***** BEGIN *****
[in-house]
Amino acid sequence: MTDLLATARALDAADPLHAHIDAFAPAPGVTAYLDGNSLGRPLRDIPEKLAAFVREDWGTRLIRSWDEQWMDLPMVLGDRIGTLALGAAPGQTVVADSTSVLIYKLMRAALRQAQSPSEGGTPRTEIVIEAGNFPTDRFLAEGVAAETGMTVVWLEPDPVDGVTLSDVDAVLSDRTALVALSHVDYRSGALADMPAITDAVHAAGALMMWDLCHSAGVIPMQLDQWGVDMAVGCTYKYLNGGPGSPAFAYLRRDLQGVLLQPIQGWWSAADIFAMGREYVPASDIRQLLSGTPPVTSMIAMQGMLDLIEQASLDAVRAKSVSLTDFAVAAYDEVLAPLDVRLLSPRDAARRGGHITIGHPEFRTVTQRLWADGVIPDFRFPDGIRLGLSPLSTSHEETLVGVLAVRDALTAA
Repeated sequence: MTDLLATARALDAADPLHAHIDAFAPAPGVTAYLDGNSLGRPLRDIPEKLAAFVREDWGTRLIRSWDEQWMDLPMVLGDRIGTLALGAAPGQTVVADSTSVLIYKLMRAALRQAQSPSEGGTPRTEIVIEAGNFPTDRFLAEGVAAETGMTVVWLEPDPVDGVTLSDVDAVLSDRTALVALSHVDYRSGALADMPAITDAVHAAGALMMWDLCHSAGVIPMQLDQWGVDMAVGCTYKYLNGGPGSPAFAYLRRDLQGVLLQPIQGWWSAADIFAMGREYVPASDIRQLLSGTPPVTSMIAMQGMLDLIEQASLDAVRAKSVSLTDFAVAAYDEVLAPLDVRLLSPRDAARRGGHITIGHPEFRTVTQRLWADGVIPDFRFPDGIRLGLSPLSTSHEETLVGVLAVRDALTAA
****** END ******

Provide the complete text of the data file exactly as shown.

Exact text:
[in-house]
Amino acid sequence: MTDLLATARALDAADPLHAHIDAFAPAPGVTAYLDGNSLGRPLRDIPEKLAAFVREDWGTRLIRSWDEQWMDLPMVLGDRIGTLALGAAPGQTVVADSTSVLIYKLMRAALRQAQSPSEGGTPRTEIVIEAGNFPTDRFLAEGVAAETGMTVVWLEPDPVDGVTLSDVDAVLSDRTALVALSHVDYRSGALADMPAITDAVHAAGALMMWDLCHSAGVIPMQLDQWGVDMAVGCTYKYLNGGPGSPAFAYLRRDLQGVLLQPIQGWWSAADIFAMGREYVPASDIRQLLSGTPPVTSMIAMQGMLDLIEQASLDAVRAKSVSLTDFAVAAYDEVLAPLDVRLLSPRDAARRGGHITIGHPEFRTVTQRLWADGVIPDFRFPDGIRLGLSPLSTSHEETLVGVLAVRDALTAA
Repeated sequence: MTDLLATARALDAADPLHAHIDAFAPAPGVTAYLDGNSLGRPLRDIPEKLAAFVREDWGTRLIRSWDEQWMDLPMVLGDRIGTLALGAAPGQTVVADSTSVLIYKLMRAALRQAQSPSEGGTPRTEIVIEAGNFPTDRFLAEGVAAETGMTVVWLEPDPVDGVTLSDVDAVLSDRTALVALSHVDYRSGALADMPAITDAVHAAGALMMWDLCHSAGVIPMQLDQWGVDMAVGCTYKYLNGGPGSPAFAYLRRDLQGVLLQPIQGWWSAADIFAMGREYVPASDIRQLLSGTPPVTSMIAMQGMLDLIEQASLDAVRAKSVSLTDFAVAAYDEVLAPLDVRLLSPRDAARRGGHITIGHPEFRTVTQRLWADGVIPDFRFPDGIRLGLSPLSTSHEETLVGVLAVRDALTAA